Revista de toxicología clínica y experimental


Methodology of math-physical medicine (GH-Method)

Gerald C. Hsu

This paper describes the math-physical medicine approach (MPM) of medical research utilizing mathematics, physics, engineering models, and computer science, instead of the current biochemical medicine approach (BCM) that mainly utilizes biology and chemistry. Math-physical medicine starts with the observation of the human body’s physical phenomena (not biological or chemical characteristics), collecting elements of the disease related data (preferring big data), utilizing applicable engineering modeling techniques, developing appropriate mathematical equations (not just statistical analysis), and finally predicting the direction of the development and control mechanism of the disease.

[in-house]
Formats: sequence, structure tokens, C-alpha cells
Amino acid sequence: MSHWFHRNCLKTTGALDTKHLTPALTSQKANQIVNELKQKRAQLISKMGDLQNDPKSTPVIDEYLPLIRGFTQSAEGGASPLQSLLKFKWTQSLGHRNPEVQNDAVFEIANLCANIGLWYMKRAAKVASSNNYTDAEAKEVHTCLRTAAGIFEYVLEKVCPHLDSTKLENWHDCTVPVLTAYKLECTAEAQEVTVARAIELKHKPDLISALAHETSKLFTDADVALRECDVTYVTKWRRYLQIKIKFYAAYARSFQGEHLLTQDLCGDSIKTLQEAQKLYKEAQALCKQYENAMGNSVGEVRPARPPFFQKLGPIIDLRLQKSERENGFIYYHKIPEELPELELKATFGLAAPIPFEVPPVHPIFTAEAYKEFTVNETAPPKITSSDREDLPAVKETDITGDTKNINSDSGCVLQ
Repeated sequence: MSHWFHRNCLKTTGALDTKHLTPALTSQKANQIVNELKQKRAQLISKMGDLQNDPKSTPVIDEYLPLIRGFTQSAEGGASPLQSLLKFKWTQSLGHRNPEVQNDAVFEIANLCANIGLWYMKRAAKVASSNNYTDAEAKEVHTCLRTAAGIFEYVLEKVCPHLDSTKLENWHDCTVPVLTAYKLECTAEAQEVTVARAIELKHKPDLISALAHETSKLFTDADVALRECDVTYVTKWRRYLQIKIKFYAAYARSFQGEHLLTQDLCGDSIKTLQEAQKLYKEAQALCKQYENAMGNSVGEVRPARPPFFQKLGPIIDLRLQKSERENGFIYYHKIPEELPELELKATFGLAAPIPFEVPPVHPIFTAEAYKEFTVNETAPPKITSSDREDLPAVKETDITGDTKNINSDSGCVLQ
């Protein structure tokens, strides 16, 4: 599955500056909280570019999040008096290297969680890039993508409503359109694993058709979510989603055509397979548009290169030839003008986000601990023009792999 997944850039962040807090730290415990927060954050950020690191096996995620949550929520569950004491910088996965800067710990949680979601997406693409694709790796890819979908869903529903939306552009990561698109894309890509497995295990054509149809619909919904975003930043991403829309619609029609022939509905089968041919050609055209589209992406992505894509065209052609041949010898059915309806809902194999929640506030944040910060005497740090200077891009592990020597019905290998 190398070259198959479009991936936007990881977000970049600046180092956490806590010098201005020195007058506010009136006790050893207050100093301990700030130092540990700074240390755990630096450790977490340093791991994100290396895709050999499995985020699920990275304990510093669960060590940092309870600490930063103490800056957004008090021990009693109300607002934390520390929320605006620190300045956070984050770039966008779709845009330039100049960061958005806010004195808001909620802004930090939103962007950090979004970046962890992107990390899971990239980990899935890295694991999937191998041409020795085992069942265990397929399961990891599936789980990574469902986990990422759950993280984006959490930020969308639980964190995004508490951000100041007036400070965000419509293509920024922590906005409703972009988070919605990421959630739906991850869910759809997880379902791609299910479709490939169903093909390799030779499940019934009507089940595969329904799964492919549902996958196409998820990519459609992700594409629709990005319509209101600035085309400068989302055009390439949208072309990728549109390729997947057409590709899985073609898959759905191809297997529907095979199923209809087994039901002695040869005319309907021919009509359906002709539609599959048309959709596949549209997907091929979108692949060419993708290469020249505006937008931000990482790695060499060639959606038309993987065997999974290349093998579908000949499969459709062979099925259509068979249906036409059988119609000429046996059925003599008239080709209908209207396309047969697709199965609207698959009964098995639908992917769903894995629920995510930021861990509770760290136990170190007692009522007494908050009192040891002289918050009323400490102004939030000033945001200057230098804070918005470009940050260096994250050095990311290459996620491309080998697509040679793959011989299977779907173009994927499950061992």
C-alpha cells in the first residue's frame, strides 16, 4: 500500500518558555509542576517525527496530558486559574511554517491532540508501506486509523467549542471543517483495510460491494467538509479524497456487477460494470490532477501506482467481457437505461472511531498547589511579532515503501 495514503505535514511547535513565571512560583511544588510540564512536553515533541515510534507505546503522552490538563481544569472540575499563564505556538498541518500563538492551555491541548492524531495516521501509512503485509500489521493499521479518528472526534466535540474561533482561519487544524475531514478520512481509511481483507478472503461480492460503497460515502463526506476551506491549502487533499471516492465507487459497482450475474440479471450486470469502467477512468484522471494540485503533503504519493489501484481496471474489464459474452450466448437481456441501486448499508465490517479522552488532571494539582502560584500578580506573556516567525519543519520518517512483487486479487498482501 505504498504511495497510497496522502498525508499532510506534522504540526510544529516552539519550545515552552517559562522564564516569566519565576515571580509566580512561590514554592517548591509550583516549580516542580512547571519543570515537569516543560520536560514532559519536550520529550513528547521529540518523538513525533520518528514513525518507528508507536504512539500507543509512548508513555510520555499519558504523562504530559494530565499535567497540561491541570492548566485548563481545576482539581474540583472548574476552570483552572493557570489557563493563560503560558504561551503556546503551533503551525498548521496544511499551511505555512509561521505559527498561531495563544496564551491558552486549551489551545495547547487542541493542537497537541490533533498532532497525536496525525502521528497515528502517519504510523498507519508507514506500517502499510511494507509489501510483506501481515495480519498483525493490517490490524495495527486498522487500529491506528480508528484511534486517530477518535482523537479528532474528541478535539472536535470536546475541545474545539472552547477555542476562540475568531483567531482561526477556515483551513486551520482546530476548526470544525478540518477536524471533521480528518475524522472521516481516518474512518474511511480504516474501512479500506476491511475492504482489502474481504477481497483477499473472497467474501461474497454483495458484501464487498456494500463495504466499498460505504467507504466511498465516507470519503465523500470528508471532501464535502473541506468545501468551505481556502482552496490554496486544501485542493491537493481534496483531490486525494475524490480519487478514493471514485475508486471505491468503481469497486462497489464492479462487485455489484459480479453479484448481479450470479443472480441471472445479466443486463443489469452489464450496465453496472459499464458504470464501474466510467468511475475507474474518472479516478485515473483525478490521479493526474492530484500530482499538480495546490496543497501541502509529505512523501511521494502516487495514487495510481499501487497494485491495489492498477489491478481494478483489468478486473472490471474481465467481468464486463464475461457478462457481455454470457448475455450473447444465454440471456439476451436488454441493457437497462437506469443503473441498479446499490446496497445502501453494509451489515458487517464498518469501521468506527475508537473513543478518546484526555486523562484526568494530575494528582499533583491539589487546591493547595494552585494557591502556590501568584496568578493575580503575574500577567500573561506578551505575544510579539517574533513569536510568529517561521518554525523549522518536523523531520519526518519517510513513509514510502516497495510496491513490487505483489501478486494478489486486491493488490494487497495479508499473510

Methodology of MPM on Diabetes Research: Initially, the author spent four years of self-studying six chronic diseases and food nutrition to gain in-depth medical domain knowledge. During 2014, he defined metabolism as a nonlinear, dynamic, and organic mathematical system having 10 categories with ~500 elements. He then applied topology concept with partial differential equation and nonlinear algebra to construct a metabolism equation. He further defined and calculated two variables, metabolism index and general health status unit. During the past 8.5 years, he has collected and processed 1.5 million data. Since 2015, he developed prediction models, i.e. equations, for both postprandial plasma glucose (PPG) and fasting plasma glucose (FPG). He identified 19 influential factors for PPG and five both wave energy theories, he extended his research into the risk probability of heart attack or stroke. In this risk assessment, he applied structural mechanics concepts, including elasticity, dynamic plastic, and fracture mechanics, to simulate artery rupture and applied fluid dynamics concepts to simulate artery blockage. He further decomposed 1,200 glucose waveforms with 21,000 data and then re-integrated them into 3 distinctive PPG waveform types which revealed different personality traits and psychological behaviors of type 2 diabetes patients between two variables, he used spatial analysis. Furthermore, he also applied Fourier Transform to conduct frequency domain analyses to discover some hidden characteristics of glucose waves. He then developed an AI Glucometer tool for patients to predict their weight, FPG, PPG, and A1C. It uses various computer science tools, including big data analytics, machine learning (self-learning, correction, and simplification), and artificial intelligence to achieve very high accuracy (95% to 99%) mg/dL and A1C is 6.5%.